Oboz Katabatic Low Review

© UKC Gear

It's always interesting when you get to review your first product by a brand that you're unfamiliar with, as you never know quite what to expect. Before this, Oboz were an unknown to me. How would I find their Katabatic walking shoe? Well I'm pleased to say that it ticks virtually every box for a walking/approach shoe, a feat that's left me mightily impressed.

In Use

For a shoe of North American design the Katabatic couldn't be better suited to the UK if it tried. It's got a good, grippy sole with deep lugs, a durable upper that seems to be designed to last, and an extremely supportive fit, which makes it very comfortable to wear on rough ground. In fact I've found them comfy from the moment I put them on.

In terms of usage, the Katabatic is very much an all-rounder, being capable of doing a wide range of outdoor/mountain activities. They offer enough support for long days, but are light enough to be equally appealing for short trips out too. This is a shoe I've found myself reaching for irrespective of what I'm doing, because I know that they'll be able to cope. A lot of my usage has been around the Peak District, walking over Kinder, Bleaklow, and the Eastern Edges, but I could see the Katabatic being equally well suited to mountains in Eryri, the Lakes and Scotland. Whether you're walking, scrambling, or using them as a climber's approach shoe, the Katabatic has the capability to do it all.

I've been reviewing the waterproof model. This has a lining in something called B-Dry, instead of the ubiquitous Gore-Tex. It's been really useful throughout the cold and damp spring that we had, but has obviously been a bit hotter in the warmer weather we've been having recently. Despite this I've actually been impressed with its breathability. That said, it's clearly not going to be as breathable as an unlined version, which is also available, and this has the added benefit of being a bit cheaper too (£135 unlined vs £150 lined). If you fancy something a little higher, Oboz offer a Mid too, which also comes in lined or unlined (£155 unlined vs £170 lined) so options abound based upon your personal preferences.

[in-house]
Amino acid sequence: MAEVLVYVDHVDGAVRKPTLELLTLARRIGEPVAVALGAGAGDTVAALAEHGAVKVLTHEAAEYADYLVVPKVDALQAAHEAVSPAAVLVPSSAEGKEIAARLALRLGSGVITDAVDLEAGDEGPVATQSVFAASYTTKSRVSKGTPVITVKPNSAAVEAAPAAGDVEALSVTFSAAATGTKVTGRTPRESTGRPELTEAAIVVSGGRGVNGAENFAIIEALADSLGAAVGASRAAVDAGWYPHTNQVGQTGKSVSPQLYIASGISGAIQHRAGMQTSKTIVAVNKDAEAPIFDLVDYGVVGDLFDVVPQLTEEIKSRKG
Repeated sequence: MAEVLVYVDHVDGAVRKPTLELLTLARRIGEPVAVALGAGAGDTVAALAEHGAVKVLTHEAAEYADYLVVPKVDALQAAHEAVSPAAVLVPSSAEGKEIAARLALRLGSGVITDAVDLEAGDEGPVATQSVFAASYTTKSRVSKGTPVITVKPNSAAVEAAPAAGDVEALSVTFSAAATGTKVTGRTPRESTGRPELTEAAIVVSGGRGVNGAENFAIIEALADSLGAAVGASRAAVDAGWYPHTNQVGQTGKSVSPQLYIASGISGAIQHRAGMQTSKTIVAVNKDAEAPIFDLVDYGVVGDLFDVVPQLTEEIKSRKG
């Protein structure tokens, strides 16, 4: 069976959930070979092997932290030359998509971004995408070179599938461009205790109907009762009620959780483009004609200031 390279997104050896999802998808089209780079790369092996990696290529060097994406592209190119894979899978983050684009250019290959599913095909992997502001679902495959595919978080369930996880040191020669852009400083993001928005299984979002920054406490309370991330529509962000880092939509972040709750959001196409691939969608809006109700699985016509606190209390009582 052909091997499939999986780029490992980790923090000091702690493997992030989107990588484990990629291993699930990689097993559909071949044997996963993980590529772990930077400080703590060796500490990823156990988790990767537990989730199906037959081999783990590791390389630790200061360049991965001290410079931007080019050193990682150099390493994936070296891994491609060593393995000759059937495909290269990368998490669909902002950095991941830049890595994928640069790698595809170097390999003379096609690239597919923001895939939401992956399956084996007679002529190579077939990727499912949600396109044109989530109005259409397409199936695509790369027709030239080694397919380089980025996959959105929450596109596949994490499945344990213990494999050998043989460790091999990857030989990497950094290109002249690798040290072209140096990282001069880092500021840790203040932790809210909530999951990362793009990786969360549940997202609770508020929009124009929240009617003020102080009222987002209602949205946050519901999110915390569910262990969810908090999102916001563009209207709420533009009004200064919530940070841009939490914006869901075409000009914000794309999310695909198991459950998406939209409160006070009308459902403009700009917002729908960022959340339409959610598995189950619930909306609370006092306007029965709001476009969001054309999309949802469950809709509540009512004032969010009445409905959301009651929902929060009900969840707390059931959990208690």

The sole is grippy enough to handle those damp days, courtesy of its deep and numerous lugs, which are well suited for use on mud and grass. Overall the compound used feels like it's at the more durable end of the spectrum, which means it feels a little bit slippier on wet rock, although I haven't noticed a problem whilst dry.

The fact that outsole sits upon a supportive midsole means that they feel very stable on whatever terrain they're on, which actually makes them incredibly well suited towards quite technical terrain, such as scrambling. The fact they've got reinforcement and protection around the toe, back and sides means that they're not going to fall apart as a result of rough use either, and the rock plate within the midsole also means you're not going to feel each and every sharp stone that's under your feet.


Size-wise the Katabatic feels like it comes up a little bit small, with the UK 8.5 I tested feeling a little bit on the snug side. Whilst this didn't present a problem, I would - if I could turn back time - have tried on a UK 9 side-by-side and suspect that would have been a better fit. Generally speaking I prefer having a little bit of extra room for when my foot expands on long walks and so that there's a bit of wiggle room at the end for my toes, although the fit with the 8.5 wasn't so small that this was an issue.

In terms of width they sit somewhere in the middle and whilst Oboz claim that it's similar in terms of its volume I thought the waterproof model felt a little lower volume than that. At the back, the heel is a little broader, but not so broad that my foot slips out of the shoe.

The Katabatic is available in both a men's and a women's fit, which differ in volume (men's = higher / women's = lower). As ever with footwear, fit is very personal to your foot shape, so we'd always advise trying them on in a shop. 

Ethics and environment

The Katabatic is vegan-friendly. Its B-DRY lining is 100% recyclable, and made from 25% post industrial waste. It's also worth mentioning that Oboz plant a tree for each shoe they sell.


Given that Oboz were a complete unknown to me before writing this review I've been really impressed by the Katabatic. For hillwalking, crag approaches, and even scrambling, it's a comfortable and capable all-rounder, and one that feels like it's built to last. 

For more information Oboz

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